Bill Steigerwald Bill Steigerwald, 8/5/2005 [Archive]

Jeff Flake Passing Up the Highway Pork



Passing up the Highway Pork

An Interview with Republican Congressman

Jeff Flake of Arizona

Jeff Flake, an Arizona congressman, was only one of eight House

members to vote against the $286.4 billion highway bill and mass

transit bill, a pork-fattened law that passed with bipartisan

gusto on July 29 in the House, 412-8, and in the Senate, 91-4.



The six-year bill, which took two years

to pass, allocates federal Highway Trust Fund revenue (mostly

the 18 cent federal gas tax) for road and transit projects in

every congressional district in the country.

Flake voted against it because, in addition to the usual money

wasted on expensive highways to nowhere and light-rail lines

relatively few people ride, it contained an estimated $23 billion

in so-called "earmarks."

Earmark is a congressional euphemism for setting money aside

for one congressman's special project, i.e., boondoggle, into

a large spending bill without having to put the specific project

up to a vote by itself.

The 1,752-page transportation bill's all-time record 6,376 earmarks

included $231 million for a bridge in Alaska that would serve

an island of 50 residents and $2.88 million to construct a



Q: Why did so few congressmen vote against

the transportation bill?

A: Well, it's tough to vote against it when you have projects

in it and there were only a few of us who didn't have projects

in it.



Q: You didn't have projects in it, because

you declined to have a project in it, right?

A: That's correct. We were all offered at least $14 million for

our districts to spend however we wanted and just try to

relate it to transportation somehow. I just think we're headed

in the wrong direction doing that. I had higher aspirations when

coming to Congress than to grovel for crumbs that fall from appropriators'

tables.



Q: What makes you so rare in Congress?

A: Well, it's simply become the accepted way of doing business,

to get earmarks, and I just think it's the wrong direction to

be headed.



Q: It's not that you are against highways?

A: No. Not at all. In fact, the more earmarks we have, the fewer

highways that are built. If I'm going to get earmarks for my

district, believe me, I want to have as long a list as possible.

So it is unlikely that I'm going to say, "Hey, my $14 million

or whatever I get should be spent to finish the 202-60 interchange,"

which may be the most critical need in my district. No. I'm going

to say I want a bike path here. I want a transportation museum

here. I want beautification of this street. And as we earmark

things, less money goes to highways. That's the irony in this

whole thing: the more money we spend, the less money we actually

spend on critical needs.



Q: When you're asked what you politics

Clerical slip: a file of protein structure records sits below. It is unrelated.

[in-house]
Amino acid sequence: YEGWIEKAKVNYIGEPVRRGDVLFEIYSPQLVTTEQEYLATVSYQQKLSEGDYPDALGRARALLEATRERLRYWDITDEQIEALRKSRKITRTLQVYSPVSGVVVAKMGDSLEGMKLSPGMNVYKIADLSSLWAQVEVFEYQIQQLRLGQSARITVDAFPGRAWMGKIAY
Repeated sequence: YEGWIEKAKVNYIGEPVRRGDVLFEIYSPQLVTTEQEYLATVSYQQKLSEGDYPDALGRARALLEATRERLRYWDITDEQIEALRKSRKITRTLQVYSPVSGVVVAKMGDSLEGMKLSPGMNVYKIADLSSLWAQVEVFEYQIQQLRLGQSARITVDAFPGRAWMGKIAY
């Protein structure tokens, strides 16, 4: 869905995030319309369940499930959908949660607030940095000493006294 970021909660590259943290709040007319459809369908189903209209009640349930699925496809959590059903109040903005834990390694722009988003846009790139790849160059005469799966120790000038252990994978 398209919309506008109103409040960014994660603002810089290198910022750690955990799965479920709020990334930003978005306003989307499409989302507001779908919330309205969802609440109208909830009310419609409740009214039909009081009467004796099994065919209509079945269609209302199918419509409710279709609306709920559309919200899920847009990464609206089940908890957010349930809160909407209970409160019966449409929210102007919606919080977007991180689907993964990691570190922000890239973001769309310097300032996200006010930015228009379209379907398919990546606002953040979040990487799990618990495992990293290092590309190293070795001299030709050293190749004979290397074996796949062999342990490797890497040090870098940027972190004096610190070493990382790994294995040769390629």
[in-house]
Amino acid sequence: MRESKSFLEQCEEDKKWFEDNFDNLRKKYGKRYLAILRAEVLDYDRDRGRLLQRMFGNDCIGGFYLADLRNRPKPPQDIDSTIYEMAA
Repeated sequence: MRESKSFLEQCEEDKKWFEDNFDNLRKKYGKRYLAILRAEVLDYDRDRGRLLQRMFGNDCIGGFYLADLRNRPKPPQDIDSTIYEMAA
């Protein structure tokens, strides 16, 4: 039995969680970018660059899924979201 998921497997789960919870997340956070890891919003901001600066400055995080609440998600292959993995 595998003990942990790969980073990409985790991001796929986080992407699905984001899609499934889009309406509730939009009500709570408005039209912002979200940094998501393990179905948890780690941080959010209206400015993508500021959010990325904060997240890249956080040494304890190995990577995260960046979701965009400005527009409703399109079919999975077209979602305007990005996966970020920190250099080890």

are, how do you describe yourself?

A: In today's parlance, I'm a conservative. I prefer the term

classical liberal, myself, a la Milton Friedman. But I consider

myself conservative.



Q: We at the Trib have been probably tougher

on conservatives -- for not being very conservative -- than we

have been on liberals.

A: Well, I can tell you, I'm not pleased at the direction our

party is headed on fiscal responsibility. We don't look very

conservative at all.



Q: What is good about that highway bill?

Why is it so important that it be done right?

A: Well, we have the gas tax. The purpose of a gas tax, initially,

was to finish the Interstate Highway System. That was finished

basically in 1980. Ever since 1980 we've just been floundering

as to what to do with the money how to allocate it back

to the states. In 1981, I believe, there were a total of 10 earmarks

in the highway bill. In 1987, President Reagan vetoed it because

there were 150 he considered that excessive. In 1992, there

were 500 earmarks. Then Republicans took over and we said we're

going to change the way we do business here. Yeah, we changed

it. In 1998, I believe there were 1,500 earmarks and this time

6,300. We simply cannot sustain this trend. We're going to be

earmarking every account and there will be less and less money

going to freeways.



I have a good bill I hope we can get to

in the next five years, before we authorize a transportation

bill again. Basically it's called the turn-back proposal. It

would cost about 3 cents per gallon, instead of the current 18

cents, to maintain the Interstate Highway System what is

truly interstate. And then there's no reason for the other 15

cents per gallon to even come to Washington. It ought to stay

with the states and to let the states spend it on their critical

priorities.



Q: It gets to be pretty silly. Pennsylvania

is now a donor state-we pay into the fund more than we get back.

A: Welcome to the fold. We've been there for a while.



Q: What's the most absurd spending project

in that bill?